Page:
Perhaps the most famous wall ever built was the Berlin wall. Constructed on August 13, 1961, that twenty-five mile long wall was erected in the heart of a divided city. But it was really just a small part of a much larger wall called the Iron Curtain.
The Berlin wall symbolized the separation of East from West with its menacing parapets and threatening barbed wire and its steel roots running down into the sewers. It was made up of concrete segments with a height of 11 feet, usually with a concrete tube on top of it. Behind that there was an illuminated control area, also called “death area.” Refugees who had reached that area were shot without warning. A trench followed which should prevent vehicles from breaking through. Then there was a patrol track, a corridor with watchdogs, watchtowers and bunkers, and then a second wall.
At least 100 people were killed at the Berlin Wall. But millions of people rejoiced when that wall came down on November 9, 1989.
Another famous wall is the Great Wall of China. It’s more than 2,000 years old, but it remains one of the great wonders of the world. Stretching 4,500 miles, from the mountains of Korea to the Gobi Desert, it was first built to protect an ancient Chinese empire from marauding tribes in the north. But it became a symbol of Chinese ingenuity and will.
And the Bible speaks of the famous wall, the wall of Jericho. Joshua marched the people of Israel around that wall seven times, then they blew on horns and the wall fell. The old spiritual says, “Joshua fit the battle of Jericho and the wall come a tumbling down.”
These are perhaps the most famous walls, but there are walls everywhere. Robert Frost wrote an interesting poem entitled “Mending Wall.” In the poem, he described the New England farmer’s job of patching up a rock fence in the spring after the ravages of snow and ice had broken it down during the winter. Together he and his neighbor between whose properties the wall ran patiently put the fence back together stone by stone. Frost was convinced the wall was unnecessary. One line in the poem says, “Something there is that doesn’t love a wall.”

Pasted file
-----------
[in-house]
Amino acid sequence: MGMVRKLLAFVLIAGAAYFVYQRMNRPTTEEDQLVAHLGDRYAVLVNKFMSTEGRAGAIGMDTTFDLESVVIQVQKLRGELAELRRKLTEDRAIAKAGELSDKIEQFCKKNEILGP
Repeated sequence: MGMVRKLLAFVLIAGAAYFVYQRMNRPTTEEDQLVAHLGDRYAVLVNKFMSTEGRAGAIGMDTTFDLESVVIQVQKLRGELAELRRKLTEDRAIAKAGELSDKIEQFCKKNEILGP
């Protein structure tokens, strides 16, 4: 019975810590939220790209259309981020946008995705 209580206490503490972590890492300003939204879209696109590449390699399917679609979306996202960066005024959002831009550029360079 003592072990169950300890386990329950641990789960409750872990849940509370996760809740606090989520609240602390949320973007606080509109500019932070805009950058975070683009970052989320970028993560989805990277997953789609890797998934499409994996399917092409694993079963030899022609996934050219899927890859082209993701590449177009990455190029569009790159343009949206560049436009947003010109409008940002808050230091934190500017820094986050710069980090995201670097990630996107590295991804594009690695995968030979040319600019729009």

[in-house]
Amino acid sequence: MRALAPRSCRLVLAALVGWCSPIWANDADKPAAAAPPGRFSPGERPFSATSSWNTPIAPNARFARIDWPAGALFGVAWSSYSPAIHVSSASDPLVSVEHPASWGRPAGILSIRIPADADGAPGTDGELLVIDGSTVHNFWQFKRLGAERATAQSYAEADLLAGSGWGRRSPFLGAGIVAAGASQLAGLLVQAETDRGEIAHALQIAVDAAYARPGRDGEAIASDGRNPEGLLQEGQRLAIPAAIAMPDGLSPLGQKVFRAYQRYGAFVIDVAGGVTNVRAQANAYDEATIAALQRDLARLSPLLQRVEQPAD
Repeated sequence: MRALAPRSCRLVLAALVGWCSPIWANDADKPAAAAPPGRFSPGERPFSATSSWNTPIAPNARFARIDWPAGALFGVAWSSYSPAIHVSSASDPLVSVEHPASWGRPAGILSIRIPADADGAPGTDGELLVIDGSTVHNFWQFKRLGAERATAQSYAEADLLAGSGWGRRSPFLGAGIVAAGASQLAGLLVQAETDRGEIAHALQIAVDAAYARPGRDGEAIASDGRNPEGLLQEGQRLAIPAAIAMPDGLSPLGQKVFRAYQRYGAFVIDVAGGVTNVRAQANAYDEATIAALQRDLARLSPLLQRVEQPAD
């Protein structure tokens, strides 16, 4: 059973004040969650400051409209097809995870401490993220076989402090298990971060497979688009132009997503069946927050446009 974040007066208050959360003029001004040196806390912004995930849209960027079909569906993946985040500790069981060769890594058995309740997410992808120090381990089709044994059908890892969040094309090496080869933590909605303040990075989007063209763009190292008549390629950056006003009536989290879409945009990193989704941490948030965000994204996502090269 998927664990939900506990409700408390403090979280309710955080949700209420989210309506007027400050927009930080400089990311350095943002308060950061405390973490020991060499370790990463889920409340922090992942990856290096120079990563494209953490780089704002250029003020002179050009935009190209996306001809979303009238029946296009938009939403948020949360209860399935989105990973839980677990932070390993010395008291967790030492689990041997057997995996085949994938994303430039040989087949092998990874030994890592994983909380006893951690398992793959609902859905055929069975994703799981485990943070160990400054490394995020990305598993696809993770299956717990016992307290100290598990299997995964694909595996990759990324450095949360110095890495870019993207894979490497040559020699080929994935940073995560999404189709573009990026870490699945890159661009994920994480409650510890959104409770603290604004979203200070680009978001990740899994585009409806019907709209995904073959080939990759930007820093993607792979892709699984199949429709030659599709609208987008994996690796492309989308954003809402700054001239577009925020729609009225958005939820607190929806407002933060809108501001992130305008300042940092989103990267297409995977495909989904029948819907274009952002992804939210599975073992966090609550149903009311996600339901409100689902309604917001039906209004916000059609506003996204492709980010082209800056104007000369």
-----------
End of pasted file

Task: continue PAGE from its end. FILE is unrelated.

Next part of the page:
But his neighbor was of a different mind. He still believed the word that his father had taught him: “Good fences make good neighbors.” I am not so sure that famous line is true, but it is a line that many believe. There are fences and walls everywhere.
My former pastor Don Harbuck once said that all these walls are really just one wall. He said, “The wall is everywhere. All of us know about it. No age or age group has gone unshaped by its pernicious power. Its menacing power moves the length and breadth of human existence. What wall is it? Paul calls it the dividing wall of hostility. It is the wall that separates and fragments and isolates. It is the wall that keeps people apart. It makes them suspicious and distrustful of each other. It kills fellowship and breeds prejudice and spreads gossip and sets loose the dogs of war. It takes many forms but it always remains the same wall wherever we encounter it.” (1)
He went on to suggest that it is sometimes a velvet covered wall which separates those of us who are affluent and wealthy from the people who do not have it and never will have it. Then there is the sheepskin wall which raises hostility between the educated and the uneducated. Humankind must love a wall; we’ve built so many of them. We live in a wall-weary world.
In our text, Paul’s primary reference was the five-foot high wall between the Court of the Gentiles and the Court of Women in the temple at Jerusalem. On this wall appeared the often repeated inscription to Gentiles warning them to go no deeper into the temple precincts. If they did, they would have only themselves to thank for their death, which would inevitably follow.
This wall represents the prejudice, which was a burning issue between the Jews and the Gentiles. There was no love lost between these two groups of people. There was such contempt for the Gentiles that there were many laws against them. For example, a Jewish person could not offer aid to a Gentile woman even if she was in childbirth and desperately needed help. To enter a Gentile house rendered a Jew ceremonially unclean. Marriage of a Jew to a Gentile was looked upon as the equivalent of death. They actually had a funeral service for the Jewish person who married a Gentile. Bible commentator F.F. Bruce said, “No iron curtain, no color bar, no national distinction or frontier of today is more absolute than the cleavage between the Jew and Gentile was in antiquity.” In fact, the miracle of the New Testament was the inclusion of the Gentiles into Christianity.